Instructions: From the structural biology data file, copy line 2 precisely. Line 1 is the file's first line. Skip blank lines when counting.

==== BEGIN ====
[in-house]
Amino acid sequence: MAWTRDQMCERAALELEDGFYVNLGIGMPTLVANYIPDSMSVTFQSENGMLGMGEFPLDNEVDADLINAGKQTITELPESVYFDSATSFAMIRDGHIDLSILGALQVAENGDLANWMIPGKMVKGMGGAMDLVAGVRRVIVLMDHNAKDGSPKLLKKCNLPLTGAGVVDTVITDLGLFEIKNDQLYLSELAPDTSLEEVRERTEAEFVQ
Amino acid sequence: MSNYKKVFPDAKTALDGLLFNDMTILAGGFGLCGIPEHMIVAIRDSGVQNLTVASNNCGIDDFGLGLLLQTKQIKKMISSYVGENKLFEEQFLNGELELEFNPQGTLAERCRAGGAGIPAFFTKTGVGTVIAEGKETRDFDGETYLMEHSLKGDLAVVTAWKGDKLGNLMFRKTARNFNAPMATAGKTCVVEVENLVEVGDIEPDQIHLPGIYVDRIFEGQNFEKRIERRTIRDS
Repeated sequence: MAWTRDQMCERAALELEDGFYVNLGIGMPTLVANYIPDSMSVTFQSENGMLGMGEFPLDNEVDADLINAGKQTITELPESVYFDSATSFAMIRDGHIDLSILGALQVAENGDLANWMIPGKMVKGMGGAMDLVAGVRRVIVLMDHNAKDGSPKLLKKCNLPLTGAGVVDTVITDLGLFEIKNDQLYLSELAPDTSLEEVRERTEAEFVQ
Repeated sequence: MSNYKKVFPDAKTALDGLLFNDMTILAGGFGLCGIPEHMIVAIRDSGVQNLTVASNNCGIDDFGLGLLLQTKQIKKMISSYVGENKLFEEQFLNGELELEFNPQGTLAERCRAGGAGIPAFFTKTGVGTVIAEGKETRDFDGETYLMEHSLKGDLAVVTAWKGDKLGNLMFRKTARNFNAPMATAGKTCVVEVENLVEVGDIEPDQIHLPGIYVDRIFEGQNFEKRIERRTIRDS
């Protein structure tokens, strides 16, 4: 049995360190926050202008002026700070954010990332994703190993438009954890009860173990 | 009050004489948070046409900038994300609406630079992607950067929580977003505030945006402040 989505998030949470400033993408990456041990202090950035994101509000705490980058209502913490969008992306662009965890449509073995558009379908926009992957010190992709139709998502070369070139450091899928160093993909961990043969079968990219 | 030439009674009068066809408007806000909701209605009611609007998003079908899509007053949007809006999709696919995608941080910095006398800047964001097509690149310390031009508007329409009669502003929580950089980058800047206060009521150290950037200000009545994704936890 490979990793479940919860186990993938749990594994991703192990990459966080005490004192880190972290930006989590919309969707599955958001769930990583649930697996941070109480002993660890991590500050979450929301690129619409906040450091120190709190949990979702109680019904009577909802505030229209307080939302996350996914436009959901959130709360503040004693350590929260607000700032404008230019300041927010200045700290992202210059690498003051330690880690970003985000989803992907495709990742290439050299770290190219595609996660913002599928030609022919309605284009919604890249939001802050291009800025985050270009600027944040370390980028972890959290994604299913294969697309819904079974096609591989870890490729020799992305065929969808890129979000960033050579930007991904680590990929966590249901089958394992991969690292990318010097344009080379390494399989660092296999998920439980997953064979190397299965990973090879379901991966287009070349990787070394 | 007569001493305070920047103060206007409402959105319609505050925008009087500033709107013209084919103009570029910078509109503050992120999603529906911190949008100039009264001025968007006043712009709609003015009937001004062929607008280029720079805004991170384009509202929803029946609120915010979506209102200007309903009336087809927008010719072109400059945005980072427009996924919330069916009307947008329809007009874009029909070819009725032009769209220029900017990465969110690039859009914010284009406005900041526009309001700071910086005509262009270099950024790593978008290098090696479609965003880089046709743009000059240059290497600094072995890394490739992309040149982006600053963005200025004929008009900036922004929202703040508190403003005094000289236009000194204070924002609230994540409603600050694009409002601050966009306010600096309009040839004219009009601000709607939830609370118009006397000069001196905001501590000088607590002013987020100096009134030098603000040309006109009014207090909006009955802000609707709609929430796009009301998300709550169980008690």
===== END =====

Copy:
Amino acid sequence: MAWTRDQMCERAALELEDGFYVNLGIGMPTLVANYIPDSMSVTFQSENGMLGMGEFPLDNEVDADLINAGKQTITELPESVYFDSATSFAMIRDGHIDLSILGALQVAENGDLANWMIPGKMVKGMGGAMDLVAGVRRVIVLMDHNAKDGSPKLLKKCNLPLTGAGVVDTVITDLGLFEIKNDQLYLSELAPDTSLEEVRERTEAEFVQ